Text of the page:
Last Friday, April 17, 2015, I attended a panel hosted by the Asian American Bar Association of NY on proposed reforms for the SHSAT, or Specialized High School Admissions Test (pronounced "shazat"). In 2012, the NAACP Legal Defense Fund filed a federal civil rights complaint on the unfairness of using standardized testing as the only measure of admissions - the process, they assert, is cutting out worthy students from African American and Latino communities. The case is ongoing.
There are only a handful of Specialized High Schools in NYC that use the SHSAT as their one and only standard of admission, including Stuyvesant and Bronx Science. This single-standard admissions process has created "Hawaii's within New York" - for example, Stuyvesant right now is 72% Asian, 24% White, 2.4% Hispanic, and 2% Black.
The panel included a co-chair of the Specialized HS Task Force, a former NYC School Superintendent, senior counsel from the NAACP LDC, and the director of a non profit that provides test prep to students in Black and Hispanic communities.
A lot was said about why the SHSAT may or may not be fair. Some listed ways the exam was overly confusing and complicated, impossible to master without test prep. Others said testing was the only fair and objective measure. Some rallied against prep culture. Others blamed the issue on a lack of publicity. Some claimed that multiple measures admissions is more comprehensive and fair. Others pointed out that schools using multiple measures have their own issues around racial inequality.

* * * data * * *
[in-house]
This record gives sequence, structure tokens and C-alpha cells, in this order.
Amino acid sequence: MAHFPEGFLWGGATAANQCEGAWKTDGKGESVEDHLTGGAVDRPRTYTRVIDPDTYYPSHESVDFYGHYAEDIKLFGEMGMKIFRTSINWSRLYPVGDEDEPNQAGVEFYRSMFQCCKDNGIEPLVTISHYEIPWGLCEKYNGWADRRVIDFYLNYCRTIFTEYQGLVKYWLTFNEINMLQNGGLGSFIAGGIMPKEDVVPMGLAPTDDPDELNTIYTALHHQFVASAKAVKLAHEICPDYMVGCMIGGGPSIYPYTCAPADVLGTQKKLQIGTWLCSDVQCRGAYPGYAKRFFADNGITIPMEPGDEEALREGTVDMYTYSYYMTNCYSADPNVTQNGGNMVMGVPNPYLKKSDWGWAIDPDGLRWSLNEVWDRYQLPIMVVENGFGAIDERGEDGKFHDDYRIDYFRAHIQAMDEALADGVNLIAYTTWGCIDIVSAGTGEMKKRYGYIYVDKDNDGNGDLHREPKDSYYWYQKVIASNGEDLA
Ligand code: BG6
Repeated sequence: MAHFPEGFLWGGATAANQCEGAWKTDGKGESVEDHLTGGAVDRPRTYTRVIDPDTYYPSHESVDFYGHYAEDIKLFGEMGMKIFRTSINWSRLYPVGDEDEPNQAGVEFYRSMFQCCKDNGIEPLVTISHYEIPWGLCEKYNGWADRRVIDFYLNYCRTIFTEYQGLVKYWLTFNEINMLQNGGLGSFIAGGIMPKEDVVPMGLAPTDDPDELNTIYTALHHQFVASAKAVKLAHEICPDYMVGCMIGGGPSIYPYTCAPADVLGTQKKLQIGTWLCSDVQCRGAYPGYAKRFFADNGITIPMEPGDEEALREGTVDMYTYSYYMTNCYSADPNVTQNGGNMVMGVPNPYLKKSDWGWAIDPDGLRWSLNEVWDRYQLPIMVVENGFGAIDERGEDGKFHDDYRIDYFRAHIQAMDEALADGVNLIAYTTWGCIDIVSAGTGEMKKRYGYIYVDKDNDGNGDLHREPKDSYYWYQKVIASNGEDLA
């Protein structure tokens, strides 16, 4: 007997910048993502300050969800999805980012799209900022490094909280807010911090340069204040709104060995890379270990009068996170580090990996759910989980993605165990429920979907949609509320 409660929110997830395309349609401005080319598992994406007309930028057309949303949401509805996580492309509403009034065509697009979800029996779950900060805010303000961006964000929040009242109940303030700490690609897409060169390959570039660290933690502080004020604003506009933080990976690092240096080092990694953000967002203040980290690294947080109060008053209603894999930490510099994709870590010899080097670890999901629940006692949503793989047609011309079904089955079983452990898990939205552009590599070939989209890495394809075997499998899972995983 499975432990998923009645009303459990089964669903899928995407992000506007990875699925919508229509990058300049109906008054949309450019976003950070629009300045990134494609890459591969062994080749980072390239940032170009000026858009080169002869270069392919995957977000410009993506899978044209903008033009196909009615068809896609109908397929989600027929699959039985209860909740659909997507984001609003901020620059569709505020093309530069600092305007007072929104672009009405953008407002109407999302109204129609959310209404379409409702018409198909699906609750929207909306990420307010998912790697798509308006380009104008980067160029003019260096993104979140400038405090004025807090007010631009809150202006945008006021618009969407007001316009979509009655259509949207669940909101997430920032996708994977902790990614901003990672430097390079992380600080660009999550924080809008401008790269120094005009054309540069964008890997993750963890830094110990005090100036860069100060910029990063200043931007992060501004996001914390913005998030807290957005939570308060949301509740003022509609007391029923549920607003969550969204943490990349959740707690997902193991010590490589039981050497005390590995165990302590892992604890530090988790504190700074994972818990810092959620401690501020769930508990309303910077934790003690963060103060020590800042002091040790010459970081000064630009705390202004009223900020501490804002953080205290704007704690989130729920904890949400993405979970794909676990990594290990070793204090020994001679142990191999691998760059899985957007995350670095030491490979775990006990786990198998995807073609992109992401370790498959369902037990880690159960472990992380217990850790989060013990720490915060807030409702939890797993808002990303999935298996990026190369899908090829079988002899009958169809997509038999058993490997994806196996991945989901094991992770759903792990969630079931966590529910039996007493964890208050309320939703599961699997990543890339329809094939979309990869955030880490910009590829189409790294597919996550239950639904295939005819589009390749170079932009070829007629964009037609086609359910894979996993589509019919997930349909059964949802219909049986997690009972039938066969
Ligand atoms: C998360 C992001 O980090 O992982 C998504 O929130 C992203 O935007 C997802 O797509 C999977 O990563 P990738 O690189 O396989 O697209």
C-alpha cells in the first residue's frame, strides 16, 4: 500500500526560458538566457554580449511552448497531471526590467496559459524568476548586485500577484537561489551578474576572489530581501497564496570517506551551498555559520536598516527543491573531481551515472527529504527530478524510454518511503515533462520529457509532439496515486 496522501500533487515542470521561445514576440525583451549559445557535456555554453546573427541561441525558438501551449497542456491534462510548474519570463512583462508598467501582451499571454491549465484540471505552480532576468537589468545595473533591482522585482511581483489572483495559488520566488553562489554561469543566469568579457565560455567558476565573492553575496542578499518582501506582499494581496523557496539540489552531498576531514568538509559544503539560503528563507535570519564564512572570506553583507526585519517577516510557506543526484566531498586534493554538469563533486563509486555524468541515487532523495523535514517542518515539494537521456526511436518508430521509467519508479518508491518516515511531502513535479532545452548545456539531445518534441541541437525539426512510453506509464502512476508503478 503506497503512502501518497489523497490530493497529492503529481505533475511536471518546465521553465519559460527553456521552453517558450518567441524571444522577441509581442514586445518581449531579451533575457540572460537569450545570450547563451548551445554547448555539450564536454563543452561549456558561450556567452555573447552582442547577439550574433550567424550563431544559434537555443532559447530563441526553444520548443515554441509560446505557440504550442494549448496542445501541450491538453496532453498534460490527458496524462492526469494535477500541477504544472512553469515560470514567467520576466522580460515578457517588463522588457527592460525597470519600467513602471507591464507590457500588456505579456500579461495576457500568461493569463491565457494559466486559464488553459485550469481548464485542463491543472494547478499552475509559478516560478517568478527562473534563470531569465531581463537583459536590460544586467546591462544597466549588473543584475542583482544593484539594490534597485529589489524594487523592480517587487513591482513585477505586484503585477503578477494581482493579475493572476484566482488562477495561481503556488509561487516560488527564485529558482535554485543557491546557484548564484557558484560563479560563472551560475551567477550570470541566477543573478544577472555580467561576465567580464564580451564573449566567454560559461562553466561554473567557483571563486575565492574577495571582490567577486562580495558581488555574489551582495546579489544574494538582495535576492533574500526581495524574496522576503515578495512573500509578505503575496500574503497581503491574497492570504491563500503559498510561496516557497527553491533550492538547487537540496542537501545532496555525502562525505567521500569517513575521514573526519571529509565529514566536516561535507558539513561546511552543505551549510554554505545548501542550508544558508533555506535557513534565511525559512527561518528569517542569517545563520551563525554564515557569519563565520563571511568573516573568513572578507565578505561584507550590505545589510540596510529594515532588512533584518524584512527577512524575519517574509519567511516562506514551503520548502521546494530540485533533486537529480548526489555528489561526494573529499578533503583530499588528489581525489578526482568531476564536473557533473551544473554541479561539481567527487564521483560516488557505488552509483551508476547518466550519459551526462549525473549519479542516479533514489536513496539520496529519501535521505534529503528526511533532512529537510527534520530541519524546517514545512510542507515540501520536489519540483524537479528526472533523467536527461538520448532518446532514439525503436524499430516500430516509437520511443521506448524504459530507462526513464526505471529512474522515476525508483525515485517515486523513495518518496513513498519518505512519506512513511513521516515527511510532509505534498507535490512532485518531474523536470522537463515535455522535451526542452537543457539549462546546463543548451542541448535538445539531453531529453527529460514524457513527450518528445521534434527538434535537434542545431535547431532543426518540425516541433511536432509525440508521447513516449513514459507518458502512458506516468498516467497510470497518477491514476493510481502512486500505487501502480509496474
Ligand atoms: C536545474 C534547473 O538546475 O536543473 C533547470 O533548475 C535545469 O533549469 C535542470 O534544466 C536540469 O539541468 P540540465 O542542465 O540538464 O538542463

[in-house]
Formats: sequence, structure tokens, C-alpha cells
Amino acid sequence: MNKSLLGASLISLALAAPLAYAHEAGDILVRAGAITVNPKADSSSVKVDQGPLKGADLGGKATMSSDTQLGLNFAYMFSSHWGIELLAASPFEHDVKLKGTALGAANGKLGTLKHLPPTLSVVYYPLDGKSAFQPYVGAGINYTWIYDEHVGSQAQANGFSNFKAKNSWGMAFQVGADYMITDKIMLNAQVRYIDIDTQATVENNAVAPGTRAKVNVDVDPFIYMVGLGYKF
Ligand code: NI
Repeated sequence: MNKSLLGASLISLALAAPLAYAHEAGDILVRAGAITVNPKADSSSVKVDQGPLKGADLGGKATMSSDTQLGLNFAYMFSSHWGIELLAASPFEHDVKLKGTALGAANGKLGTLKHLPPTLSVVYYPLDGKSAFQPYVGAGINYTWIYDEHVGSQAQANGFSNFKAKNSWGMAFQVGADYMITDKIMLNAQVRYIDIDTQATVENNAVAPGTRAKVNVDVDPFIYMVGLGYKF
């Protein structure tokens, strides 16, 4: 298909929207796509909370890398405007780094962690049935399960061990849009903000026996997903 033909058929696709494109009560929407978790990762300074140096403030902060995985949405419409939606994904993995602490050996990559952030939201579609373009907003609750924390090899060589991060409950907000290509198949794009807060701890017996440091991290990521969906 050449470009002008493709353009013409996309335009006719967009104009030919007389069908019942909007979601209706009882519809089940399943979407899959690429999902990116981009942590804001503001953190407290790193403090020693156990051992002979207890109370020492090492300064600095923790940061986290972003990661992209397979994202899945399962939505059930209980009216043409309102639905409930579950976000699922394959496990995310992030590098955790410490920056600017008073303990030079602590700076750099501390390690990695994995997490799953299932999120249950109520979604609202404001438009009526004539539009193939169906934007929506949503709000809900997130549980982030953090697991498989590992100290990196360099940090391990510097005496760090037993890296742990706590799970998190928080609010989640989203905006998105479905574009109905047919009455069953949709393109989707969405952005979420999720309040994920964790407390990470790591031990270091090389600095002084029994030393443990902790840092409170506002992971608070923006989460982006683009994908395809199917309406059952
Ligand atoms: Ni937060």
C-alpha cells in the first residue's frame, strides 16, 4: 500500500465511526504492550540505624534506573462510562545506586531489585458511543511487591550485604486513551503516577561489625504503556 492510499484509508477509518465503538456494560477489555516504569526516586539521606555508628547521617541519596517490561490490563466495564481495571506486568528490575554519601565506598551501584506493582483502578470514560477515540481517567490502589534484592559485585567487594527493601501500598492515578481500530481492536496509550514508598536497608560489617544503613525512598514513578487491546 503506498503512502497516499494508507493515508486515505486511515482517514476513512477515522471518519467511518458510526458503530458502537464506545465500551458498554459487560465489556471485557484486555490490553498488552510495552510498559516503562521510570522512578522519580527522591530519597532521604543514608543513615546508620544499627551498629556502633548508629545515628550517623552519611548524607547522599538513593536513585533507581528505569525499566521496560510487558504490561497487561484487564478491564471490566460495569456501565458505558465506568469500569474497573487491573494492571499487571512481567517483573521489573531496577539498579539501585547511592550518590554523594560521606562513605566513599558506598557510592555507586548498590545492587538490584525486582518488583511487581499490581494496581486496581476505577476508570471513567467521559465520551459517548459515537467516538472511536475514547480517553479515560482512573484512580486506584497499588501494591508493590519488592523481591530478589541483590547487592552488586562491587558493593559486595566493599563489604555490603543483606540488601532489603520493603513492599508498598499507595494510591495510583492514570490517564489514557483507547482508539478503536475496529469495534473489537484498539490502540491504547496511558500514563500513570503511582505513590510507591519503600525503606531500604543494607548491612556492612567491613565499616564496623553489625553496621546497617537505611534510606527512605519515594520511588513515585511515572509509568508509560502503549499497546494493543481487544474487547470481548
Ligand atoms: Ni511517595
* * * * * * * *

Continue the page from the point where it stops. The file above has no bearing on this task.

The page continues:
The point that cut through the chatter, however, belonged to former Superintendent Edward Seto: "We need to take it back to the root cause." He pointed out that test scores for Latino and African American students were already significantly lower by early middle school. The specific format of the high school test was not the real problem; the problem was the inequality that pervades the system from much earlier on, and the administration's failure to address it. When panelists championed programs like DREAM, Seto pointed out that funding had been cut from the program's transportation, and many eligible students weren't even able to attend sessions. Whereas everyone postulated about why the SHSAT should be tweaked slightly this way or that, Seto encouraged us to think about the root issues, and challenged the administration to put its money where its mouth is.
I agree - if we want equality, we need to institutionalize it, equalize it across location and class, and fund it.